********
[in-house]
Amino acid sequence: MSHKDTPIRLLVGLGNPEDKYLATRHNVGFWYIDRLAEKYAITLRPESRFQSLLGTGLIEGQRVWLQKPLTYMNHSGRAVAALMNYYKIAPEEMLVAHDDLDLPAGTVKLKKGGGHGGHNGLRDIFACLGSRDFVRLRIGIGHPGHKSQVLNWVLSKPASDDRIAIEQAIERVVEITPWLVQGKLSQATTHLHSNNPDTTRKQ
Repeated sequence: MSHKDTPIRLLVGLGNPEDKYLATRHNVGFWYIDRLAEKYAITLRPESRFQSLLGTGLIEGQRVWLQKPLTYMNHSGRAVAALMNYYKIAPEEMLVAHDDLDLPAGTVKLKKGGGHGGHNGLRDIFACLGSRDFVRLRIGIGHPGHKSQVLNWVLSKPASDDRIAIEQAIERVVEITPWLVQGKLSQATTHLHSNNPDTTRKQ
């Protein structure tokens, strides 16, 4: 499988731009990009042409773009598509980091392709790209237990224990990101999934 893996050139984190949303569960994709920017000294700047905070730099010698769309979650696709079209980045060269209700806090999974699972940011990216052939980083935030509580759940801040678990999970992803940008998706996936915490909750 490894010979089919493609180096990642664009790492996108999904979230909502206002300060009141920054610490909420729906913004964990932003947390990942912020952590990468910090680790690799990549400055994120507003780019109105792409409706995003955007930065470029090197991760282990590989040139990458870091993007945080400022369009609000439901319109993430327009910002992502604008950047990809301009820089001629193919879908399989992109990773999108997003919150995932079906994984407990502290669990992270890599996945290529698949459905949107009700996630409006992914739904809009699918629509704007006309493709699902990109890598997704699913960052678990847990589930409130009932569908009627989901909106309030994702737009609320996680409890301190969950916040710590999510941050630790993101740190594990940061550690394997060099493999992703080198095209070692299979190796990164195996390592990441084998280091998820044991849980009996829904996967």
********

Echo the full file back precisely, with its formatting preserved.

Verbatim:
[in-house]
Amino acid sequence: MSHKDTPIRLLVGLGNPEDKYLATRHNVGFWYIDRLAEKYAITLRPESRFQSLLGTGLIEGQRVWLQKPLTYMNHSGRAVAALMNYYKIAPEEMLVAHDDLDLPAGTVKLKKGGGHGGHNGLRDIFACLGSRDFVRLRIGIGHPGHKSQVLNWVLSKPASDDRIAIEQAIERVVEITPWLVQGKLSQATTHLHSNNPDTTRKQ
Repeated sequence: MSHKDTPIRLLVGLGNPEDKYLATRHNVGFWYIDRLAEKYAITLRPESRFQSLLGTGLIEGQRVWLQKPLTYMNHSGRAVAALMNYYKIAPEEMLVAHDDLDLPAGTVKLKKGGGHGGHNGLRDIFACLGSRDFVRLRIGIGHPGHKSQVLNWVLSKPASDDRIAIEQAIERVVEITPWLVQGKLSQATTHLHSNNPDTTRKQ
């Protein structure tokens, strides 16, 4: 499988731009990009042409773009598509980091392709790209237990224990990101999934 893996050139984190949303569960994709920017000294700047905070730099010698769309979650696709079209980045060269209700806090999974699972940011990216052939980083935030509580759940801040678990999970992803940008998706996936915490909750 490894010979089919493609180096990642664009790492996108999904979230909502206002300060009141920054610490909420729906913004964990932003947390990942912020952590990468910090680790690799990549400055994120507003780019109105792409409706995003955007930065470029090197991760282990590989040139990458870091993007945080400022369009609000439901319109993430327009910002992502604008950047990809301009820089001629193919879908399989992109990773999108997003919150995932079906994984407990502290669990992270890599996945290529698949459905949107009700996630409006992914739904809009699918629509704007006309493709699902990109890598997704699913960052678990847990589930409130009932569908009627989901909106309030994702737009609320996680409890301190969950916040710590999510941050630790993101740190594990940061550690394997060099493999992703080198095209070692299979190796990164195996390592990441084998280091998820044991849980009996829904996967």